By Peter Filichia
Extra! Extra! Hey, look at the headline! Historical news is being made! The original cast recording of Gypsy was among 25 recordings selected this year for the Library of Congress’s National Recording Registry.
Those who follow Broadway musicals aren’t surprised. After all, The National Recording Preservation Act of 2000 annually has the Librarian of Congress select 25 recordings that are “culturally, historically or aesthetically significant” and at least 10 years old. Gypsy certainly qualifies.
For that matter, there can’t be many original cast albums on which you can hear a Tony® winner (Ethel “Call Me Madam” Merman), an Emmy winner (Jack “Oscar Madison” Klugman) and an Oscar winner (Stephen “Sooner or Later” Sondheim); the last-named artist (and the show’s lyricist) spoke one line, snarling “You ain’t gettin’ 88 cents from me, Rose.”
It’s often been said and written that Gypsy has the best overture of all Broadway musicals. It starts with a majestic fanfare that uses composer Jule Styne’s all-important “I Had a Dream” motif, but soon there’s a freewheeling whistle that reminds us that the world of burlesque will be a salient ingredient in the show. By the time the overture gets to “You’ll Never Get Away from Me,” those in pursuit of happiness have already attained it. When “Small World” comes in, we’re taken back to a time when Broadway wasn’t ashamed to admit it liked easy listening ballads. How nice, too, that in the song’s B-section what seems like dozens of strings come in and dominate; yeah, 1959 was a time of full orchestras.
All this occurs before we get to the overture’s ace trump: Dick Perry – Broadway’s premier trumpet-player – blares out the licks that show us the uninhibited world of burlesque.
(By the way: Did you ever notice that all the songs featured in the overture are ones that Ethel Merman sings? It’s just another indication of why Gypsy really should have been called Rose.)
Has there ever been a more significant Broadway recording with a more modest opening number? One minute and seven seconds is all we get from Baby June and Baby Louise’s “May We Entertain You” – but we are already saying, “Yes, you may.” And that’s when Merman takes over, telling us about her “wunn-da-full” dream in “Some People,” and how she’d say goodbye to blueberry pie. Lyricist Sondheim could have had Rose cite strawberry, raspberry or nesselrode pie – but I’m betting he chose “blueberry” because it had that vowel that Merman loved to stress as “yew”: “Bl-yew-berry.”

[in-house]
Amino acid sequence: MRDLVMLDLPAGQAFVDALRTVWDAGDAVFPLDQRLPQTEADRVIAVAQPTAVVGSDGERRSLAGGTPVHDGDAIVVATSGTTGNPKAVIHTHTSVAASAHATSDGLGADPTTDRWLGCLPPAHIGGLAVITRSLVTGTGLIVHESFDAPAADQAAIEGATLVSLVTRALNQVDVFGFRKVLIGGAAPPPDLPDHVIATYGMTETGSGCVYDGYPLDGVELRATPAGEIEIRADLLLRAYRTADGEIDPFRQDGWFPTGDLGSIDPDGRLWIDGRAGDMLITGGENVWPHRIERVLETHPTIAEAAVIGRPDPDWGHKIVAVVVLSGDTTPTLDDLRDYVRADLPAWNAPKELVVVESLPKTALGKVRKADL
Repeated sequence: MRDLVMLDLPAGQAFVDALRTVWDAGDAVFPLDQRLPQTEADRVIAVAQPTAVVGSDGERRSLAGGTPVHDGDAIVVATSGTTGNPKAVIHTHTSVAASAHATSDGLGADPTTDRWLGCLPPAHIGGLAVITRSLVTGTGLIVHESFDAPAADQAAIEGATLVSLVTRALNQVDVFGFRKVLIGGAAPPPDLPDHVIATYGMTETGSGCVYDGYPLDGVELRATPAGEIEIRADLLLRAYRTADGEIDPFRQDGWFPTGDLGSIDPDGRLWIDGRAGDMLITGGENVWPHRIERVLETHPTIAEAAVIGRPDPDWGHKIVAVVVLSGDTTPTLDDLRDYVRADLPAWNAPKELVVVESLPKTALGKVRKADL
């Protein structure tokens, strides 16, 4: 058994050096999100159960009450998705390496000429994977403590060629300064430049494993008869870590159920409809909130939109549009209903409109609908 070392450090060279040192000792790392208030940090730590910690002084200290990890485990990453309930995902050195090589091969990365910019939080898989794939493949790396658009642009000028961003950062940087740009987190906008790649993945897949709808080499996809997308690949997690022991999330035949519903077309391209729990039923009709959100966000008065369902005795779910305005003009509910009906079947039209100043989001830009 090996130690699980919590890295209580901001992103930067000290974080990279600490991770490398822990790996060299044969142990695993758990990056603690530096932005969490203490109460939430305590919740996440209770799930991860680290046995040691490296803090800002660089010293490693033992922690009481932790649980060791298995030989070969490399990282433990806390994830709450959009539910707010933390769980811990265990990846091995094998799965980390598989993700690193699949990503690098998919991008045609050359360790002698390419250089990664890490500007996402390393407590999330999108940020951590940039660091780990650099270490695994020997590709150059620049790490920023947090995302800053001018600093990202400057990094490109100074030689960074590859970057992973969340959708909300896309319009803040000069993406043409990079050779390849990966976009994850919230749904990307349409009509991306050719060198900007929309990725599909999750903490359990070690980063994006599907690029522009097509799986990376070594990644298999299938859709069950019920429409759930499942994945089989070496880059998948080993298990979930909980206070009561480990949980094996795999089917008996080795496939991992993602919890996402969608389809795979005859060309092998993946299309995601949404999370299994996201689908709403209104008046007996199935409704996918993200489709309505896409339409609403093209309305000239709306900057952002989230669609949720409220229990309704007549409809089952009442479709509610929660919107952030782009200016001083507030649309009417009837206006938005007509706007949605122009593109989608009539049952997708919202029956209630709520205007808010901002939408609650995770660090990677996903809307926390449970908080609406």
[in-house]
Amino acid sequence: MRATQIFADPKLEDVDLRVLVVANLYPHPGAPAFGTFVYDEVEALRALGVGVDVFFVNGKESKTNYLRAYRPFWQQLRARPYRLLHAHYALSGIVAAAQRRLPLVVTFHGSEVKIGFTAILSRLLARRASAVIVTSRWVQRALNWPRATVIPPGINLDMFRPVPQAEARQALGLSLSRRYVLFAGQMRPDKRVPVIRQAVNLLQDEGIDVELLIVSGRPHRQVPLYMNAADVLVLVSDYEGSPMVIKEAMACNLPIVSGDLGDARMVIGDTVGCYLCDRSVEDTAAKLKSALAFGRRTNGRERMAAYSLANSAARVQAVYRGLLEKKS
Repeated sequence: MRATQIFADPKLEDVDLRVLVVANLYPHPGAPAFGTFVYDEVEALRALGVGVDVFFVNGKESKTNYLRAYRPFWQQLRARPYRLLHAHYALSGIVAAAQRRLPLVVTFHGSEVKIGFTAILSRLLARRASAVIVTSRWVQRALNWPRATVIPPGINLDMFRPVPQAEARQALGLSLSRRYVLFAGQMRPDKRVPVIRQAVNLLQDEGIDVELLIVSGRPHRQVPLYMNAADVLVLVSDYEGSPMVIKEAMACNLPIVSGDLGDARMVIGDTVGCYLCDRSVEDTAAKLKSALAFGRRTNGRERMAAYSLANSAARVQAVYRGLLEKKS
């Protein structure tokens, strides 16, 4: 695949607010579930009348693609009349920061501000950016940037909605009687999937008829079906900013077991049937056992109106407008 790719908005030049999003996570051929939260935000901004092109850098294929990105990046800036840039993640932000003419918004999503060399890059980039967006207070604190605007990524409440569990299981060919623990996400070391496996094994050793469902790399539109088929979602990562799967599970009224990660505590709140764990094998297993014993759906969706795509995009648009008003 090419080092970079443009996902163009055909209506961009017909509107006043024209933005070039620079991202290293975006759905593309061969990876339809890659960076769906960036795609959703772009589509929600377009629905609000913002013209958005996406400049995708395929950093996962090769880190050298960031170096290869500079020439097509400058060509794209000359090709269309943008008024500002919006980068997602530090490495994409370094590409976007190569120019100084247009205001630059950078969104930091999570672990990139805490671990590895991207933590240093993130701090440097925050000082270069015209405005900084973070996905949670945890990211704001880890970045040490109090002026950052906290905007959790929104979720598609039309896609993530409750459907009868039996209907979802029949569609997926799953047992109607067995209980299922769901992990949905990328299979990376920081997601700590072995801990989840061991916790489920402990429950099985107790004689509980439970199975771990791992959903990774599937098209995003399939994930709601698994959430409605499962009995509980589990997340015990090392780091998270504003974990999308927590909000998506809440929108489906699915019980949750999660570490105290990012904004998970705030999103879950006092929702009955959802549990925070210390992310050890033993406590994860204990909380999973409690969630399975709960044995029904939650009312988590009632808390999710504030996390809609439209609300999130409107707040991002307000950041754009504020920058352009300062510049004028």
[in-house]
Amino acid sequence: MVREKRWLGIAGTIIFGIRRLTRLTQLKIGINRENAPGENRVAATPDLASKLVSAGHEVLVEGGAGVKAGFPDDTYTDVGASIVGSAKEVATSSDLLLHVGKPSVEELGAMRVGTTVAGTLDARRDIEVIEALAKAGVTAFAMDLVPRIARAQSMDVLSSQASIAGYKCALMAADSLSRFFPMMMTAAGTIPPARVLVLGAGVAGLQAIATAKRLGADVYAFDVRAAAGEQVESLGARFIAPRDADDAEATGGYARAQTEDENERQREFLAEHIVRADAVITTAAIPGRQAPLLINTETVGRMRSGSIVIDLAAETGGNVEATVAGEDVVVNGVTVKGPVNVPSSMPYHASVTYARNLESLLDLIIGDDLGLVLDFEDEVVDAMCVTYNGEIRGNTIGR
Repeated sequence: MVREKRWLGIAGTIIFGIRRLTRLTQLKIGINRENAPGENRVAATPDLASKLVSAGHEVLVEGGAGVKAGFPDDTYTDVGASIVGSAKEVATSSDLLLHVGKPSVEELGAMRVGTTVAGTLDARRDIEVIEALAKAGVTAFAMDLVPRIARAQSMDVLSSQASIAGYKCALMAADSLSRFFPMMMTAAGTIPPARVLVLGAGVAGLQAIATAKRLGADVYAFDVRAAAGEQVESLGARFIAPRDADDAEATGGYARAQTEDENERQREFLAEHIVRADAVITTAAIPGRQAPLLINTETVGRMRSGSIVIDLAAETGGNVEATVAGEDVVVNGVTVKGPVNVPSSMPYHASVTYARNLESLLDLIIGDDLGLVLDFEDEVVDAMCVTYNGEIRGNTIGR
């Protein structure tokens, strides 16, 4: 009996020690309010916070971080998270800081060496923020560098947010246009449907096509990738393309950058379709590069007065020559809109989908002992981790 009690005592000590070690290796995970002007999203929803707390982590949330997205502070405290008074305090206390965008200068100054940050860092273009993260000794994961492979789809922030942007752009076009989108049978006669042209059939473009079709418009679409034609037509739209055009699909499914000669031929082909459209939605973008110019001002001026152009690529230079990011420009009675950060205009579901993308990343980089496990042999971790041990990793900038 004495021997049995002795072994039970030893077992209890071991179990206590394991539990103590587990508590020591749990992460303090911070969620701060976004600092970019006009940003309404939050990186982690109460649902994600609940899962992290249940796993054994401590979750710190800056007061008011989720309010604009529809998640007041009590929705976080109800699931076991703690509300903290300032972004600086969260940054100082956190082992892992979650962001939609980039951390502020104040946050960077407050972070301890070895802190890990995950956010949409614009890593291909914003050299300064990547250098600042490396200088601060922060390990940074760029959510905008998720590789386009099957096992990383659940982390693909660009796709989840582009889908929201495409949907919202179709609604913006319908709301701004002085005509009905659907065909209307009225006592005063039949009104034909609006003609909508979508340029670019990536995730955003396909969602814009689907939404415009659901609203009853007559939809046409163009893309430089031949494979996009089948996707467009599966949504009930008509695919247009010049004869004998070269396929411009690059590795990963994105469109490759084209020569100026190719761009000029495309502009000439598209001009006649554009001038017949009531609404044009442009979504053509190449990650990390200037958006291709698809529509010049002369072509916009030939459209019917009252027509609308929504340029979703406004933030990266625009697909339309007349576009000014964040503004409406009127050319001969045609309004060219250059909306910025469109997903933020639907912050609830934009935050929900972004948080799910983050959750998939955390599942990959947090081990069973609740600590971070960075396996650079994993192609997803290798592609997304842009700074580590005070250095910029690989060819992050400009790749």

Sondheim has also gone on record saying that Merman was “a trained dog” – meaning that her performance could become mechanical. Perhaps, but remember that this landmark recording took place only days after the show opened on May 21, 1959. If Merman were a trained dog, she certainly was a pit bull during this recording session, growling out her anger and frustration in her first and last songs. But she made room for some – yes! – charm in “Small World,” in which she playfully sang the phrase “from now on.” She had insouciance in the best sense of the word. And needless to say, Merman certainly sang “Everything’s Coming up Roses” better than Googie Gomez ever did.
Sondheim claims he gave birth to the now often-used expression “Everything’s coming up roses,” and to quote a lyric from a subsequent July Styne musical, “And who am I to disagree?” One thing’s for sure: Sondheim’s set of lyrics here ranks among Broadway’s best. There were those tricky rhymes that only contractions can give, such as “This bum’ll / Be Beau Brummel” in “All I Need Is the Girl.” But Sondheim also put a different spin on words, such as in “Some People” when he had Rose mention people who were “living life in a living room” – reminding us that not much living goes on in so-called “living” rooms. “I wonder how old I am” (from “Little Lamb”) showed Louise’s disorientation at the most basic level. But in “Rose’s Turn” – Merman’s apotheosis – he had Rose sing, “It wasn’t for me, Herbie” before adding, “and if it wasn’t for me, where would you be, Miss Gypsy Rose Lee?” The first meant that her efforts weren’t for herself, while the second meant “I’m responsible for your success.” Nice wordplay there.
Similarly, Jule Styne’s five-decade Broadway career yielded many a success and hit song, but never was his work as stellar as it was in Gypsy. The tender “Small World,” the thrilling “Everything’s Coming Up Roses,” the fetching “Together Wherever We Go” and the saucy “Let Me Entertain You” all became standards. But even the decision to set June and Louise’s rant against their mother in “If Momma Was Married” in ¾ time was inspired; a lesser composer would have made it a full-frontal 4/4 attack, but these girls weren’t ready for that yet. So they gingerly expressed their frustrations in a waltz.
Let’s not forget the magnificent orchestrations that were mostly by Robert Ginzler, but got a strong assist from Sid Ramin. The orchestral innocence of “May We Entertain You” eventually gave way to the sultry “Let Me Entertain You.” The harp that introduced “Little Lamb” immediately changed the mood that had just been set by “Mr. Goldstone,” forcefully conducted by Milton Rosenstock. And to take a line from that song, everybody give a cheer to the Library of Congress for taking notice of the original cast album of Gypsy.
Peter Filichia also does a column each Monday, Wednesday and Friday at www.theatermania.com/peterfilichia